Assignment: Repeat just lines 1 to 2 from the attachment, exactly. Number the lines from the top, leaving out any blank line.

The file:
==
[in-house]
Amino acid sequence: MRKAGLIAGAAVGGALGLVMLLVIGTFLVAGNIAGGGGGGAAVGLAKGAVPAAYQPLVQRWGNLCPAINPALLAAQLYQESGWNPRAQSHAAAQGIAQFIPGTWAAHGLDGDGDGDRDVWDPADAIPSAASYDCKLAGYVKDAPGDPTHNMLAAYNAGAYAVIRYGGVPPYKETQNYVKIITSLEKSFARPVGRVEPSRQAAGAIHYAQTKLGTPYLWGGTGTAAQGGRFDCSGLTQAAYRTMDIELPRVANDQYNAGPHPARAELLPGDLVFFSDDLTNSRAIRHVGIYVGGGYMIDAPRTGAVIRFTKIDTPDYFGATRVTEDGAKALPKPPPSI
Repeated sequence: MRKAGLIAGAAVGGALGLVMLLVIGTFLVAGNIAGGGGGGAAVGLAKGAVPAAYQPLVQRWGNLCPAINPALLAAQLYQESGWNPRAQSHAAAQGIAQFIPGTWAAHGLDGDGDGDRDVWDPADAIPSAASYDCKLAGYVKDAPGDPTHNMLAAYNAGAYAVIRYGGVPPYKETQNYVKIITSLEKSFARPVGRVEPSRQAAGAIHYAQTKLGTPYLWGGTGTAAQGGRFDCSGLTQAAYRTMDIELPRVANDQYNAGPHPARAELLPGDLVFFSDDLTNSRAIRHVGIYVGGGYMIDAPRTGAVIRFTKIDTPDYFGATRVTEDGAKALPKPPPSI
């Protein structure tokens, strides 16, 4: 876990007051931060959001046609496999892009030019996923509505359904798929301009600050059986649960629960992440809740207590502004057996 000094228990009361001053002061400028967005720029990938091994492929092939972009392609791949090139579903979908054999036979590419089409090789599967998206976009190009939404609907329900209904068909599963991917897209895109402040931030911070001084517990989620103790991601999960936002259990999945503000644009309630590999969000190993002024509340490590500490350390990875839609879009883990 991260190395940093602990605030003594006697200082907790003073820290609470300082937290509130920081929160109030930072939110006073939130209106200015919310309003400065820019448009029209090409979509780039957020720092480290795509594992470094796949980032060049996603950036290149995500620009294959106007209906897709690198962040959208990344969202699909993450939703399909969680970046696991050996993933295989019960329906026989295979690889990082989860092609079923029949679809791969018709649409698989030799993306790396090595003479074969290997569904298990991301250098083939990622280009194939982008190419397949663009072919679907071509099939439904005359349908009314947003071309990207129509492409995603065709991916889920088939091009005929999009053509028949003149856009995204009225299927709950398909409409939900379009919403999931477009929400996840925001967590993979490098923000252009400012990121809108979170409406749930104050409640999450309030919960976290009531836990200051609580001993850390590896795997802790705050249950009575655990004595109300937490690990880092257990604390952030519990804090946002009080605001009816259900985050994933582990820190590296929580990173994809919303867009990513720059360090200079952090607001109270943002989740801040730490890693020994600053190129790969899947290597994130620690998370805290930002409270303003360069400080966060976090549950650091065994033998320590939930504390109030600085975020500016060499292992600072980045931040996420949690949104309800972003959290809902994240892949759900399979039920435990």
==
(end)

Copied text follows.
[in-house]
Amino acid sequence: MRKAGLIAGAAVGGALGLVMLLVIGTFLVAGNIAGGGGGGAAVGLAKGAVPAAYQPLVQRWGNLCPAINPALLAAQLYQESGWNPRAQSHAAAQGIAQFIPGTWAAHGLDGDGDGDRDVWDPADAIPSAASYDCKLAGYVKDAPGDPTHNMLAAYNAGAYAVIRYGGVPPYKETQNYVKIITSLEKSFARPVGRVEPSRQAAGAIHYAQTKLGTPYLWGGTGTAAQGGRFDCSGLTQAAYRTMDIELPRVANDQYNAGPHPARAELLPGDLVFFSDDLTNSRAIRHVGIYVGGGYMIDAPRTGAVIRFTKIDTPDYFGATRVTEDGAKALPKPPPSI